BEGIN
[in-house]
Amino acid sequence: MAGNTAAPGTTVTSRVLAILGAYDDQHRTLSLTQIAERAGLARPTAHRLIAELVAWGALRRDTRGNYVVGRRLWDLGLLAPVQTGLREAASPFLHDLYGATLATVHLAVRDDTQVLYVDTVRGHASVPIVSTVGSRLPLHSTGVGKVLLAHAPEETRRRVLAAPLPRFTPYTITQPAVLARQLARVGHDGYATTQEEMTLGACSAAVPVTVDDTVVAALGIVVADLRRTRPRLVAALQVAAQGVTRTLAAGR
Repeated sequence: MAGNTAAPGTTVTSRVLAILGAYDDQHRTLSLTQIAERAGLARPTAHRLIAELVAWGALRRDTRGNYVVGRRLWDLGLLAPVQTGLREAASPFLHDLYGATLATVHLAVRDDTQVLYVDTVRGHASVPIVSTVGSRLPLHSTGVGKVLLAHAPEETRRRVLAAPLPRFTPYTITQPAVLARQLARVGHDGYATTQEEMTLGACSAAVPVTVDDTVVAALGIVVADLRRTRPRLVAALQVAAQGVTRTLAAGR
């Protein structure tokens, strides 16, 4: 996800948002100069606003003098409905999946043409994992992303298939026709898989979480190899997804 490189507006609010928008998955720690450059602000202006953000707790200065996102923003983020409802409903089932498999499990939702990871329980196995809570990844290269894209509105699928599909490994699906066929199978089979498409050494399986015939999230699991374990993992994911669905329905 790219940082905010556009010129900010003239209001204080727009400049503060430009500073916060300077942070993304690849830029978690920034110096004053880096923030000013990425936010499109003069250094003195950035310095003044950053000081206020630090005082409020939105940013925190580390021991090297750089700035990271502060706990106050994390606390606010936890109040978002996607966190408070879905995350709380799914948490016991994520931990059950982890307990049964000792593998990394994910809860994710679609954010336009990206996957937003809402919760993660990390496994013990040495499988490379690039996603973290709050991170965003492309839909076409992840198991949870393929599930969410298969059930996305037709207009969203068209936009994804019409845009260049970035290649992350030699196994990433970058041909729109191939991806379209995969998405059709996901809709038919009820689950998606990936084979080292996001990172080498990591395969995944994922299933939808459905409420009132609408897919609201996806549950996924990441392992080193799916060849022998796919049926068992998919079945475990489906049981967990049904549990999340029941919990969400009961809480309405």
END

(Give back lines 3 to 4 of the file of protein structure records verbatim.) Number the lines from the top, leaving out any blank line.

Repeated sequence: MAGNTAAPGTTVTSRVLAILGAYDDQHRTLSLTQIAERAGLARPTAHRLIAELVAWGALRRDTRGNYVVGRRLWDLGLLAPVQTGLREAASPFLHDLYGATLATVHLAVRDDTQVLYVDTVRGHASVPIVSTVGSRLPLHSTGVGKVLLAHAPEETRRRVLAAPLPRFTPYTITQPAVLARQLARVGHDGYATTQEEMTLGACSAAVPVTVDDTVVAALGIVVADLRRTRPRLVAALQVAAQGVTRTLAAGR
């Protein structure tokens, strides 16, 4: 996800948002100069606003003098409905999946043409994992992303298939026709898989979480190899997804 490189507006609010928008998955720690450059602000202006953000707790200065996102923003983020409802409903089932498999499990939702990871329980196995809570990844290269894209509105699928599909490994699906066929199978089979498409050494399986015939999230699991374990993992994911669905329905 790219940082905010556009010129900010003239209001204080727009400049503060430009500073916060300077942070993304690849830029978690920034110096004053880096923030000013990425936010499109003069250094003195950035310095003044950053000081206020630090005082409020939105940013925190580390021991090297750089700035990271502060706990106050994390606390606010936890109040978002996607966190408070879905995350709380799914948490016991994520931990059950982890307990049964000792593998990394994910809860994710679609954010336009990206996957937003809402919760993660990390496994013990040495499988490379690039996603973290709050991170965003492309839909076409992840198991949870393929599930969410298969059930996305037709207009969203068209936009994804019409845009260049970035290649992350030699196994990433970058041909729109191939991806379209995969998405059709996901809709038919009820689950998606990936084979080292996001990172080498990591395969995944994922299933939808459905409420009132609408897919609201996806549950996924990441392992080193799916060849022998796919049926068992998919079945475990489906049981967990049904549990999340029941919990969400009961809480309405």